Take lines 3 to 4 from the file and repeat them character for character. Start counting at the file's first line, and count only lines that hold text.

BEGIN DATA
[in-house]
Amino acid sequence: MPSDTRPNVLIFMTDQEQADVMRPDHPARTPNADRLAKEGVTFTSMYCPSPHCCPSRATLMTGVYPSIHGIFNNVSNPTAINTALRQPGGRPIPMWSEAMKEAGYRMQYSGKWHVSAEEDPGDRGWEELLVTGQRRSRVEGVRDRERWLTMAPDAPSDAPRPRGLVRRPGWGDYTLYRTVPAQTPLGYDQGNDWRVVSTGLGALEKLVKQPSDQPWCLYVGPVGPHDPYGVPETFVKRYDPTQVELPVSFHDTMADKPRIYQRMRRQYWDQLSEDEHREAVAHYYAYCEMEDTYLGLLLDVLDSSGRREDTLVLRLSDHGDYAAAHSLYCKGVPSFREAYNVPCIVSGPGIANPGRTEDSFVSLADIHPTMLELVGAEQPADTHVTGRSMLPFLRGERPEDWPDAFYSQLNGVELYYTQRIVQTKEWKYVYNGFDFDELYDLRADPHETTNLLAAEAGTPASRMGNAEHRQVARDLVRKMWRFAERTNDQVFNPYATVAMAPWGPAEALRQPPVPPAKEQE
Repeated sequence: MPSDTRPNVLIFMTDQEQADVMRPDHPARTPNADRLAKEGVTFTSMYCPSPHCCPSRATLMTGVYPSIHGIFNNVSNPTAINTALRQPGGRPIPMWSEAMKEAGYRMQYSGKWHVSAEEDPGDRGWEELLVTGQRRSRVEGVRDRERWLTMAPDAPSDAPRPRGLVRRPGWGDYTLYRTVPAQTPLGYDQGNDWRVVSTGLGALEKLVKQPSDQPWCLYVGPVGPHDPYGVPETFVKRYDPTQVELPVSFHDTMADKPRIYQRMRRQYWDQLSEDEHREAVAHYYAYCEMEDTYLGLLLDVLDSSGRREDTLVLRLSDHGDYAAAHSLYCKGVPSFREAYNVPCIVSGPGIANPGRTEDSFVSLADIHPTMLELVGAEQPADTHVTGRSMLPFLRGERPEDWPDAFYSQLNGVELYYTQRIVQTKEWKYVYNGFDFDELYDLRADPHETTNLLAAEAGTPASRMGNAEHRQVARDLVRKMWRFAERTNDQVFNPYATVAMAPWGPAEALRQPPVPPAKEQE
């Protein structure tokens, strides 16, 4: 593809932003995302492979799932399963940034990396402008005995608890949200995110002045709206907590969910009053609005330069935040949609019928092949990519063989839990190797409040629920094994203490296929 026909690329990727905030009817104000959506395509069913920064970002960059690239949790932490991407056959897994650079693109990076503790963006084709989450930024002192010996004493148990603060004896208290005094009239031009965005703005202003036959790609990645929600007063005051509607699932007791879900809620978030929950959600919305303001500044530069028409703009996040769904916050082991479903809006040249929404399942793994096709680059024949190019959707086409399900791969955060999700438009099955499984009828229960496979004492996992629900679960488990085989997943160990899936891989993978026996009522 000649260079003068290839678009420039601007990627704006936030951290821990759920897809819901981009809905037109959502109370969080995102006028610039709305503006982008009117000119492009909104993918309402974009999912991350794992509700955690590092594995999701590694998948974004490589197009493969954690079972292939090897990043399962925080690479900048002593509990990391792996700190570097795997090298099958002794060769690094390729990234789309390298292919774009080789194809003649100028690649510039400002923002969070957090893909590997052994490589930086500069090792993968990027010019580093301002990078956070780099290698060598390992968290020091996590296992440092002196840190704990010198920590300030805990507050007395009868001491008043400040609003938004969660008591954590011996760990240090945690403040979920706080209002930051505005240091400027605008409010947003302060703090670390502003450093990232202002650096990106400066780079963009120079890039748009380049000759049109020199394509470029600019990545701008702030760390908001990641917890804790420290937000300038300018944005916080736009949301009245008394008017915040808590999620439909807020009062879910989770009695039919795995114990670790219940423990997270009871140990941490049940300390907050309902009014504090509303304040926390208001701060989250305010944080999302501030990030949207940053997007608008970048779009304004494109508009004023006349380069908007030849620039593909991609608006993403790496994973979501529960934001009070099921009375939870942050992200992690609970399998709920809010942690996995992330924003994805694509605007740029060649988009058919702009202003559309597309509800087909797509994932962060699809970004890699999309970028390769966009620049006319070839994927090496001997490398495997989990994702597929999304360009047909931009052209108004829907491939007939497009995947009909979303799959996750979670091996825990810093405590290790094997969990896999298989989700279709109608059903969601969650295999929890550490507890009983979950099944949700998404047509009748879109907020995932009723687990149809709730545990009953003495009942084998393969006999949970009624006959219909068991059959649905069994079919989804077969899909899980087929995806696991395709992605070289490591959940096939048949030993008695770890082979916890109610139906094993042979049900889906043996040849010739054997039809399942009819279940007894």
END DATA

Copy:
Repeated sequence: MPSDTRPNVLIFMTDQEQADVMRPDHPARTPNADRLAKEGVTFTSMYCPSPHCCPSRATLMTGVYPSIHGIFNNVSNPTAINTALRQPGGRPIPMWSEAMKEAGYRMQYSGKWHVSAEEDPGDRGWEELLVTGQRRSRVEGVRDRERWLTMAPDAPSDAPRPRGLVRRPGWGDYTLYRTVPAQTPLGYDQGNDWRVVSTGLGALEKLVKQPSDQPWCLYVGPVGPHDPYGVPETFVKRYDPTQVELPVSFHDTMADKPRIYQRMRRQYWDQLSEDEHREAVAHYYAYCEMEDTYLGLLLDVLDSSGRREDTLVLRLSDHGDYAAAHSLYCKGVPSFREAYNVPCIVSGPGIANPGRTEDSFVSLADIHPTMLELVGAEQPADTHVTGRSMLPFLRGERPEDWPDAFYSQLNGVELYYTQRIVQTKEWKYVYNGFDFDELYDLRADPHETTNLLAAEAGTPASRMGNAEHRQVARDLVRKMWRFAERTNDQVFNPYATVAMAPWGPAEALRQPPVPPAKEQE
């Protein structure tokens, strides 16, 4: 593809932003995302492979799932399963940034990396402008005995608890949200995110002045709206907590969910009053609005330069935040949609019928092949990519063989839990190797409040629920094994203490296929 026909690329990727905030009817104000959506395509069913920064970002960059690239949790932490991407056959897994650079693109990076503790963006084709989450930024002192010996004493148990603060004896208290005094009239031009965005703005202003036959790609990645929600007063005051509607699932007791879900809620978030929950959600919305303001500044530069028409703009996040769904916050082991479903809006040249929404399942793994096709680059024949190019959707086409399900791969955060999700438009099955499984009828229960496979004492996992629900679960488990085989997943160990899936891989993978026996009522 000649260079003068290839678009420039601007990627704006936030951290821990759920897809819901981009809905037109959502109370969080995102006028610039709305503006982008009117000119492009909104993918309402974009999912991350794992509700955690590092594995999701590694998948974004490589197009493969954690079972292939090897990043399962925080690479900048002593509990990391792996700190570097795997090298099958002794060769690094390729990234789309390298292919774009080789194809003649100028690649510039400002923002969070957090893909590997052994490589930086500069090792993968990027010019580093301002990078956070780099290698060598390992968290020091996590296992440092002196840190704990010198920590300030805990507050007395009868001491008043400040609003938004969660008591954590011996760990240090945690403040979920706080209002930051505005240091400027605008409010947003302060703090670390502003450093990232202002650096990106400066780079963009120079890039748009380049000759049109020199394509470029600019990545701008702030760390908001990641917890804790420290937000300038300018944005916080736009949301009245008394008017915040808590999620439909807020009062879910989770009695039919795995114990670790219940423990997270009871140990941490049940300390907050309902009014504090509303304040926390208001701060989250305010944080999302501030990030949207940053997007608008970048779009304004494109508009004023006349380069908007030849620039593909991609608006993403790496994973979501529960934001009070099921009375939870942050992200992690609970399998709920809010942690996995992330924003994805694509605007740029060649988009058919702009202003559309597309509800087909797509994932962060699809970004890699999309970028390769966009620049006319070839994927090496001997490398495997989990994702597929999304360009047909931009052209108004829907491939007939497009995947009909979303799959996750979670091996825990810093405590290790094997969990896999298989989700279709109608059903969601969650295999929890550490507890009983979950099944949700998404047509009748879109907020995932009723687990149809709730545990009953003495009942084998393969006999949970009624006959219909068991059959649905069994079919989804077969899909899980087929995806696991395709992605070289490591959940096939048949030993008695770890082979916890109610139906094993042979049900889906043996040849010739054997039809399942009819279940007894």